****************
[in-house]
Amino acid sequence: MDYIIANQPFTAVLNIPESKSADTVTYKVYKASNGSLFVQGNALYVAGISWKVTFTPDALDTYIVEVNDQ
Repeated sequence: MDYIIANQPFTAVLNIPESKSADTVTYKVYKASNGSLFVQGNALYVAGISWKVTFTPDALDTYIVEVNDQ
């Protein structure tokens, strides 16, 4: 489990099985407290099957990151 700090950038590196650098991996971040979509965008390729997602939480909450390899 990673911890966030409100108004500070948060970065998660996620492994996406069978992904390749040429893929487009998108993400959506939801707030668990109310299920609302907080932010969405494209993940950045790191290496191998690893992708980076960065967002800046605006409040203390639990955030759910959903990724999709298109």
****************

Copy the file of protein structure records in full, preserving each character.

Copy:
[in-house]
Amino acid sequence: MDYIIANQPFTAVLNIPESKSADTVTYKVYKASNGSLFVQGNALYVAGISWKVTFTPDALDTYIVEVNDQ
Repeated sequence: MDYIIANQPFTAVLNIPESKSADTVTYKVYKASNGSLFVQGNALYVAGISWKVTFTPDALDTYIVEVNDQ
């Protein structure tokens, strides 16, 4: 489990099985407290099957990151 700090950038590196650098991996971040979509965008390729997602939480909450390899 990673911890966030409100108004500070948060970065998660996620492994996406069978992904390749040429893929487009998108993400959506939801707030668990109310299920609302907080932010969405494209993940950045790191290496191998690893992708980076960065967002800046605006409040203390639990955030759910959903990724999709298109």